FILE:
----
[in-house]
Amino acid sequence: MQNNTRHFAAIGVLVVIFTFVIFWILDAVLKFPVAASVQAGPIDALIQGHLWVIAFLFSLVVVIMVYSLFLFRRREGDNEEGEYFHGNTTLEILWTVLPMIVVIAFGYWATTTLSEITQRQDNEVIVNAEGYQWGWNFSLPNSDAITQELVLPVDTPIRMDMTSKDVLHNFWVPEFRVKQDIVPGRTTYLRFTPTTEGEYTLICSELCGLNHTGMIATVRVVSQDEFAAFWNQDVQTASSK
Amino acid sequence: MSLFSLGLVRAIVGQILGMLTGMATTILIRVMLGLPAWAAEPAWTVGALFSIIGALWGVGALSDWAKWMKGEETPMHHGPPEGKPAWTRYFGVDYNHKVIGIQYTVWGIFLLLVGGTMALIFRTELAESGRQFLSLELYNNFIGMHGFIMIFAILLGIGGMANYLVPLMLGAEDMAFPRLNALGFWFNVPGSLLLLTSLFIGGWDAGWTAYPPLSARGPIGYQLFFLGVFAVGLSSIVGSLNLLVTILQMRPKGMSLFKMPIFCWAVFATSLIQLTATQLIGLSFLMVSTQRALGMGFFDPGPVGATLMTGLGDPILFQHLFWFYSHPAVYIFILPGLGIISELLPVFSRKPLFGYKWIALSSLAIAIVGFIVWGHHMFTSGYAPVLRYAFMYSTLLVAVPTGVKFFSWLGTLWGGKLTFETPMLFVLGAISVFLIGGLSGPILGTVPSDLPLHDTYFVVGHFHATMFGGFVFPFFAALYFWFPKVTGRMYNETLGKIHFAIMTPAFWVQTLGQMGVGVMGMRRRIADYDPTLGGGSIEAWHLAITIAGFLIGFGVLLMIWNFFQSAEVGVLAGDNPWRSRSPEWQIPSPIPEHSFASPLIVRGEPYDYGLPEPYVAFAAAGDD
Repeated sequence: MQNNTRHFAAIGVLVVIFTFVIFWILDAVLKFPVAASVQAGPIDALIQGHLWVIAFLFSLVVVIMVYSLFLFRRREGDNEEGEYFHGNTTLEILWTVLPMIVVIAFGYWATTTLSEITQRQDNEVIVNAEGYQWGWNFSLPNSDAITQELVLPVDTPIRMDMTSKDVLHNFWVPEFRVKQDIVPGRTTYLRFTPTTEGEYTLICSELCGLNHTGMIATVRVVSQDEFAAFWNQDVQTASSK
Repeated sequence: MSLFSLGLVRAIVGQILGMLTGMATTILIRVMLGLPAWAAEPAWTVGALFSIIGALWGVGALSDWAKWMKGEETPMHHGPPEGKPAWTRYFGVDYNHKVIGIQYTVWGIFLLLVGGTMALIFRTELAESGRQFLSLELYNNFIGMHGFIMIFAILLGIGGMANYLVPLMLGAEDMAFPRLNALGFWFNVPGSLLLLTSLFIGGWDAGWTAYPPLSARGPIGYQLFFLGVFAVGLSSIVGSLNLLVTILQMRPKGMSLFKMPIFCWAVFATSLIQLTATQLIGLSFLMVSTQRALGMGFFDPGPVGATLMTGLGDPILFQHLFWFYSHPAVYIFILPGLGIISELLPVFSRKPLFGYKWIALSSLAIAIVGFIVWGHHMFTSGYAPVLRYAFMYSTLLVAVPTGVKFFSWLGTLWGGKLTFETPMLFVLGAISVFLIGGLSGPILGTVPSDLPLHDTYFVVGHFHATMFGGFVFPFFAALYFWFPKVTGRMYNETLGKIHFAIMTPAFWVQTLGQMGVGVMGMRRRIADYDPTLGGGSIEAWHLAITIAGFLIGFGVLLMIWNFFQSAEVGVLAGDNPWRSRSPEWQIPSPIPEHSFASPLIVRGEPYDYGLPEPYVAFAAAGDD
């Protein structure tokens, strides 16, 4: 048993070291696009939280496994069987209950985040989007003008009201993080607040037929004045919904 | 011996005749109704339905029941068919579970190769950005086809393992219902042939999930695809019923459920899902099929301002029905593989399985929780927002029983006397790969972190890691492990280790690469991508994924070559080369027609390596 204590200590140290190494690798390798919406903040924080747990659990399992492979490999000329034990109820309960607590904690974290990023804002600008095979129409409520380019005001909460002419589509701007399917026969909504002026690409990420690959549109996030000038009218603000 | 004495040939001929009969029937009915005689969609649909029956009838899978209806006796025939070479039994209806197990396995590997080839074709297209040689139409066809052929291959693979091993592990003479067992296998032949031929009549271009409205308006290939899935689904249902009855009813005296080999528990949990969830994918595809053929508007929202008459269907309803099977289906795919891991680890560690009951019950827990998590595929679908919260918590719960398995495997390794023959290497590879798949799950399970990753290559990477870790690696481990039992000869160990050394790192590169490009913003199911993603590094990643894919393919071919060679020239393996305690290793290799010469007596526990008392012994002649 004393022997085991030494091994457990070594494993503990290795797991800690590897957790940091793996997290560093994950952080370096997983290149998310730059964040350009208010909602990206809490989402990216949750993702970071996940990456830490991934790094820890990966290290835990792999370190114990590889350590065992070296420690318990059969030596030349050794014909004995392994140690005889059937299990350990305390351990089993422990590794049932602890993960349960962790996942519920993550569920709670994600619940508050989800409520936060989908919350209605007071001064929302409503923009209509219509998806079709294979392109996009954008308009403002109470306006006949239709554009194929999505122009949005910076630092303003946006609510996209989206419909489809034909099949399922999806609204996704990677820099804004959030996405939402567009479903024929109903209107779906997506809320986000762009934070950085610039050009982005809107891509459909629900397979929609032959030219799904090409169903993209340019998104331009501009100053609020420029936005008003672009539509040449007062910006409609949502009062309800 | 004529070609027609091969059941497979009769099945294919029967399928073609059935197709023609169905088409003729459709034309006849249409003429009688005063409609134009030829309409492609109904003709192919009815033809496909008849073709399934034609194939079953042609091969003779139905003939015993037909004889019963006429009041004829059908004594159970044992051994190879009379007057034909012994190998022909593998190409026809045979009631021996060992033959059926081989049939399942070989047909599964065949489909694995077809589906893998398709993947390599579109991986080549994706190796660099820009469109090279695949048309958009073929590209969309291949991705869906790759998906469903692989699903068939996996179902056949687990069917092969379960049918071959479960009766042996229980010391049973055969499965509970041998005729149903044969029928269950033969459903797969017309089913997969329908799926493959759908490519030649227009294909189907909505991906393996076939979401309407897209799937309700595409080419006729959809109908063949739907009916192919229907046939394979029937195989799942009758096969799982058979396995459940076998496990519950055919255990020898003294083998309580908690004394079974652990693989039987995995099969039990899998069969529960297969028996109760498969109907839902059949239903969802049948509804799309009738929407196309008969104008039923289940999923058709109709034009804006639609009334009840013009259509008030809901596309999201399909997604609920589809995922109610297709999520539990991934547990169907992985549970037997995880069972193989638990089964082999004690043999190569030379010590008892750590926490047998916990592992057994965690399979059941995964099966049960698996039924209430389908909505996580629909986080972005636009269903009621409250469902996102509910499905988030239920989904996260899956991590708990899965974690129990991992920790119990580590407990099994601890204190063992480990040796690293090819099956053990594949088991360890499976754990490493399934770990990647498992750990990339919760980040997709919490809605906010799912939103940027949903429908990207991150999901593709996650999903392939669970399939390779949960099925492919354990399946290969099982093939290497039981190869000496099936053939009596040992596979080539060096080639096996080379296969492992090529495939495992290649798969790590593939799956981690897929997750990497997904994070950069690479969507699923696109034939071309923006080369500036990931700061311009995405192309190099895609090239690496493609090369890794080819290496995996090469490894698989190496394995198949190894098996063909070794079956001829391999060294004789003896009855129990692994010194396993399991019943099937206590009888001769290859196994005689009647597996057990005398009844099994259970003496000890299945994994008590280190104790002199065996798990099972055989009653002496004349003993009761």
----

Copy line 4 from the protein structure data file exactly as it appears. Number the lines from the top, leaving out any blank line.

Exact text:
Repeated sequence: MQNNTRHFAAIGVLVVIFTFVIFWILDAVLKFPVAASVQAGPIDALIQGHLWVIAFLFSLVVVIMVYSLFLFRRREGDNEEGEYFHGNTTLEILWTVLPMIVVIAFGYWATTTLSEITQRQDNEVIVNAEGYQWGWNFSLPNSDAITQELVLPVDTPIRMDMTSKDVLHNFWVPEFRVKQDIVPGRTTYLRFTPTTEGEYTLICSELCGLNHTGMIATVRVVSQDEFAAFWNQDVQTASSK